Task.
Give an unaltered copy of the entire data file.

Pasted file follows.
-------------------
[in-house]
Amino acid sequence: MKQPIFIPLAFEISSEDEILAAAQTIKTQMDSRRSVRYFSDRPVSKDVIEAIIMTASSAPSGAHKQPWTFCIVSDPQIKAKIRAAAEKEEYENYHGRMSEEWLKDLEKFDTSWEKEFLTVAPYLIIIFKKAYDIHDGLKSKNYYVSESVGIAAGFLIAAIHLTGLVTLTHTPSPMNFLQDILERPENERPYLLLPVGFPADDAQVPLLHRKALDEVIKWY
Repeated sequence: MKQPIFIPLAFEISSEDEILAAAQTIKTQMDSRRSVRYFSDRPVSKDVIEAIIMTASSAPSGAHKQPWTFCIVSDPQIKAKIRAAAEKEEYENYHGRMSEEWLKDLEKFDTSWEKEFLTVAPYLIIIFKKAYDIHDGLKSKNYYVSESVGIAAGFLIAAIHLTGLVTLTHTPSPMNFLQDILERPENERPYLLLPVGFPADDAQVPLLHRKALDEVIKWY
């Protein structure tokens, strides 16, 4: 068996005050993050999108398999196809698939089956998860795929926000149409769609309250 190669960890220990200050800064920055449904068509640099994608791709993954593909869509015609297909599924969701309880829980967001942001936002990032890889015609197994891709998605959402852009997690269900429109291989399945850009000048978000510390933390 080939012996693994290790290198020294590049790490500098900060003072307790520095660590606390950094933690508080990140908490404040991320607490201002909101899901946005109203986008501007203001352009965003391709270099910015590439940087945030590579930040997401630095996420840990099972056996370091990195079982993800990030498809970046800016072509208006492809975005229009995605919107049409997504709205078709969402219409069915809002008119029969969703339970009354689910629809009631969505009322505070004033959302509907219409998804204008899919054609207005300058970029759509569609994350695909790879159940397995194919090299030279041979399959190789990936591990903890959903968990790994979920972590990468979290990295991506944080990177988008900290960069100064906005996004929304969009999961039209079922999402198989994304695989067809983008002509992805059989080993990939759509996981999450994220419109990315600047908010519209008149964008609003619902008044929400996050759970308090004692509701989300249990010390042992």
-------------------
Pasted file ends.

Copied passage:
[in-house]
Amino acid sequence: MKQPIFIPLAFEISSEDEILAAAQTIKTQMDSRRSVRYFSDRPVSKDVIEAIIMTASSAPSGAHKQPWTFCIVSDPQIKAKIRAAAEKEEYENYHGRMSEEWLKDLEKFDTSWEKEFLTVAPYLIIIFKKAYDIHDGLKSKNYYVSESVGIAAGFLIAAIHLTGLVTLTHTPSPMNFLQDILERPENERPYLLLPVGFPADDAQVPLLHRKALDEVIKWY
Repeated sequence: MKQPIFIPLAFEISSEDEILAAAQTIKTQMDSRRSVRYFSDRPVSKDVIEAIIMTASSAPSGAHKQPWTFCIVSDPQIKAKIRAAAEKEEYENYHGRMSEEWLKDLEKFDTSWEKEFLTVAPYLIIIFKKAYDIHDGLKSKNYYVSESVGIAAGFLIAAIHLTGLVTLTHTPSPMNFLQDILERPENERPYLLLPVGFPADDAQVPLLHRKALDEVIKWY
């Protein structure tokens, strides 16, 4: 068996005050993050999108398999196809698939089956998860795929926000149409769609309250 190669960890220990200050800064920055449904068509640099994608791709993954593909869509015609297909599924969701309880829980967001942001936002990032890889015609197994891709998605959402852009997690269900429109291989399945850009000048978000510390933390 080939012996693994290790290198020294590049790490500098900060003072307790520095660590606390950094933690508080990140908490404040991320607490201002909101899901946005109203986008501007203001352009965003391709270099910015590439940087945030590579930040997401630095996420840990099972056996370091990195079982993800990030498809970046800016072509208006492809975005229009995605919107049409997504709205078709969402219409069915809002008119029969969703339970009354689910629809009631969505009322505070004033959302509907219409998804204008899919054609207005300058970029759509569609994350695909790879159940397995194919090299030279041979399959190789990936591990903890959903968990790994979920972590990468979290990295991506944080990177988008900290960069100064906005996004929304969009999961039209079922999402198989994304695989067809983008002509992805059989080993990939759509996981999450994220419109990315600047908010519209008149964008609003619902008044929400996050759970308090004692509701989300249990010390042992």